With a sacred promise to preserve, protect and defend the Constitution of the United States, Donald J. Trump has become the 45th president of the United States. In heralding a new era for the nation, President Trump evoked a dark view of America’s realities and an end to what he called the “American carnage.”
Trump: The forgotten men and women of our country will be forgotten no longer. Everyone is listening to you now. You came by the tens of millions to become part of an historic movement, the likes of which the world has never seen before. At the center of this movement is a crucial conviction that a nation exists to serve its citizens.
This American carnage stops right here and stops right now. We are one nation, and their pain is our pain. Their dreams are our dreams, and their success will be our success. We share one heart, one home and one glorious destiny. The oath of office I take today is an oath of allegiance to all Americans.
We assembled here today are issuing a new decree to be heard in every city, in every foreign capital and in every hall of power. From this day forward, a new vision will govern our land. From this day forward, it’s going to be only America first. America first. Every decision on trade, on taxes, on immigration, on foreign affairs will be made to benefit American workers and American families. We must protect our borders from the ravages of other countries making our products, stealing our companies and destroying our jobs. Protection will lead to great prosperity and strength. I will fight for you with every breath in my body, and I will never, ever let you down.
NJTV News Chief Political Correspondent Michael Aron is in Washington covering the advent of the 45th president. He spoke with Anchor Mary Alice Williams.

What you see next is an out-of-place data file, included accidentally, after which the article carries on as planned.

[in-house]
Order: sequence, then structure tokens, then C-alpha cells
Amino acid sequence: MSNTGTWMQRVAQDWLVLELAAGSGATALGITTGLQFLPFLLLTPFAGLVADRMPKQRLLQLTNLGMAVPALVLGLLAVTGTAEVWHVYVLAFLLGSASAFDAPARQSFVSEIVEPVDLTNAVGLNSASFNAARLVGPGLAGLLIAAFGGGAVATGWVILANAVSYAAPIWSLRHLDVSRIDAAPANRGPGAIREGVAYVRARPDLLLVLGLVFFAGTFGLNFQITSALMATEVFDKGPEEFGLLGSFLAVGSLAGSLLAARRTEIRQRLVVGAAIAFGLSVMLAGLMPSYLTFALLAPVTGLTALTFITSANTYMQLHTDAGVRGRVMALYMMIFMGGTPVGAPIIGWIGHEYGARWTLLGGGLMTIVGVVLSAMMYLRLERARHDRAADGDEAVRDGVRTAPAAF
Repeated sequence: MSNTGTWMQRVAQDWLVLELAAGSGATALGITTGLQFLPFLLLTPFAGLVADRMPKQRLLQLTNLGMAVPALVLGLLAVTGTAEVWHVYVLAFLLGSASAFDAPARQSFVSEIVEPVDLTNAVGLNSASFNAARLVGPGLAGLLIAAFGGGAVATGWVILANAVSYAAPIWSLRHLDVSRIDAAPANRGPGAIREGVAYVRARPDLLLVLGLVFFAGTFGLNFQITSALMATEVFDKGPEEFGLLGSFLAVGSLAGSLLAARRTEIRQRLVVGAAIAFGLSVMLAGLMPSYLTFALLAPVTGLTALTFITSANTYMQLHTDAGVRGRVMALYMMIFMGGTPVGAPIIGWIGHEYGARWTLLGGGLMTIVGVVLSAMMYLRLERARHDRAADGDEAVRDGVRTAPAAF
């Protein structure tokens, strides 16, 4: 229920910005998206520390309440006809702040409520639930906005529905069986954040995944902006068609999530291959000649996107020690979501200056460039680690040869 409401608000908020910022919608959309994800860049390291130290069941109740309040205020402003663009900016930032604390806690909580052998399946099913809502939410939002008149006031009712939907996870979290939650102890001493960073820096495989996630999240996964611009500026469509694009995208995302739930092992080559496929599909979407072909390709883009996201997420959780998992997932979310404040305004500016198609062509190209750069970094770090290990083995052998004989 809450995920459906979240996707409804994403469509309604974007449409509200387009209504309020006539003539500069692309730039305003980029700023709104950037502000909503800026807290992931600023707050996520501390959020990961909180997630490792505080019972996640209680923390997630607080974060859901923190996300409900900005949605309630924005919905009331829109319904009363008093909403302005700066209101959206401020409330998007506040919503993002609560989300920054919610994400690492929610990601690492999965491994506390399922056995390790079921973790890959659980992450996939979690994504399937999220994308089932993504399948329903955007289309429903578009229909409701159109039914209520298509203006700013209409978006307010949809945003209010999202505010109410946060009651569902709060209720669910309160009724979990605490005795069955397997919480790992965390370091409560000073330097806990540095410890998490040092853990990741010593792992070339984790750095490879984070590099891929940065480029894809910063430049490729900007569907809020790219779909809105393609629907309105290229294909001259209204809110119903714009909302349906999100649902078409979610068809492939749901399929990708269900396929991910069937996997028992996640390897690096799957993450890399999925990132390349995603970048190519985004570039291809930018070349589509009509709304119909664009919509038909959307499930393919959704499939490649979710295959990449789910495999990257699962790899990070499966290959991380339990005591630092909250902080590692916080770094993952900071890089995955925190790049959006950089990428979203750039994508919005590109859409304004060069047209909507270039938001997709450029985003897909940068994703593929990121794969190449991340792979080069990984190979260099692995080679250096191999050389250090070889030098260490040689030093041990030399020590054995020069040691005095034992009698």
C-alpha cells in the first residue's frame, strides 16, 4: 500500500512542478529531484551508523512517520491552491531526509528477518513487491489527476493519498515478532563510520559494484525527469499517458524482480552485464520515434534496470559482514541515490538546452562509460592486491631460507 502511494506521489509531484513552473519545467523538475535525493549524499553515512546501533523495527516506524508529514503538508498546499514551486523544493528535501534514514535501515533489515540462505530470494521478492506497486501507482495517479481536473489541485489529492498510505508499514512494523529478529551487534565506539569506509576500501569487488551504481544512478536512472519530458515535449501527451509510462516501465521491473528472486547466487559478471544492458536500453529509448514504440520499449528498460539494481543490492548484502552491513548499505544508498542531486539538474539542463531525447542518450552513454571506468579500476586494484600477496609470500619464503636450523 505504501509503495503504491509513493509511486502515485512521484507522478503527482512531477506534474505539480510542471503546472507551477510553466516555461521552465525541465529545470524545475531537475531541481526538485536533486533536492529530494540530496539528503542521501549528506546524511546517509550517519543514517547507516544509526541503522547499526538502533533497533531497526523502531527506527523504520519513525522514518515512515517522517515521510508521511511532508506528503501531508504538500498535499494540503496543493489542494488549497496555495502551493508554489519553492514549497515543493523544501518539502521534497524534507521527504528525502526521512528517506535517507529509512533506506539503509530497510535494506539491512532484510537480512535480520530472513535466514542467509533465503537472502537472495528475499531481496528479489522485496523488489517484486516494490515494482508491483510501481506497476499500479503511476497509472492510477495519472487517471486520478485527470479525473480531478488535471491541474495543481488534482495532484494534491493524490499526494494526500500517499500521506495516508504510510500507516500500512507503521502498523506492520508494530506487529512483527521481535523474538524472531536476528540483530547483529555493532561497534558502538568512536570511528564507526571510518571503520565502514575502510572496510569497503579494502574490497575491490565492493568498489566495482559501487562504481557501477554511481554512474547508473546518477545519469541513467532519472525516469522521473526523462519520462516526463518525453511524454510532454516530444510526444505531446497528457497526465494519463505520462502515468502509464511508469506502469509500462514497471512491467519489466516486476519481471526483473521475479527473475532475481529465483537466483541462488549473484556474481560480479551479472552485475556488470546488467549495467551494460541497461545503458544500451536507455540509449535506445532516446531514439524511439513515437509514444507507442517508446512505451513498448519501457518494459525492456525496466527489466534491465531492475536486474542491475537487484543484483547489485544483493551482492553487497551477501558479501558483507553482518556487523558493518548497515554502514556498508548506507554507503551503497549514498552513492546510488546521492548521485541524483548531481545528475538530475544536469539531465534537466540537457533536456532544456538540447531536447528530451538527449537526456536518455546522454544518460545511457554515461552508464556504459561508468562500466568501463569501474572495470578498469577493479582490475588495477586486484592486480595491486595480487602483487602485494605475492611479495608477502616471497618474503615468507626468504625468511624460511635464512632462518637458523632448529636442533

Williams: Michael, you’ve covered inaugurals since 1989. Your thoughts today?
Aron: Mary Alice, I was most struck by the line we just heard: “A new vision will govern our land. America first.” America First was the name of a committee formed in 1940 that was trying to keep America out of World War II. Its spokesman was Charles Lindbergh. It was isolationist. I don’t know if this has the suggestion in it that Trump plans to roll back from commitments abroad, but I think that was certainly the central idea of this speech.
Williams: Michael, he vilified Washington. Did you get a sense that he was taking swipes at Obama?
Aron: Yes, he vilified Washington and said power will flow back to the people. When they talk about people, they don’t say which people, just the people. He was tough on Obama indirectly, took what is sometimes called in political speech swipes. One was he said to the listeners, “You will never be ignored again,” implying, I guess, that they’ve been ignored under Obama. He said that America will start winning again. We certainly heard that during the campaign plenty. Later in the speech he said, “The time for talk is over. It’s now the hour for action.” I guess that’s implying that Obama was all talk and no action. So anti-Washington heavily, slight swipe at Obama after saying that the Obama transition had been fabulous. He thanked Barack and Michelle Obama for a fabulous transition.
Williams: Michael, there was no mention of immigration, which had been so important to his campaign.
Aron: Well, he slid over the word immigration and he did say protect our borders in one quick phrase, but you’re right that it was so much a centerpiece of his year and a half long campaign for the office and it took a very secondary position in this speech. I don’t know whether that suggests that they’re slowing down on immigration or rethinking immigration, but you’re right, it was hardly any kind of major theme as it had been.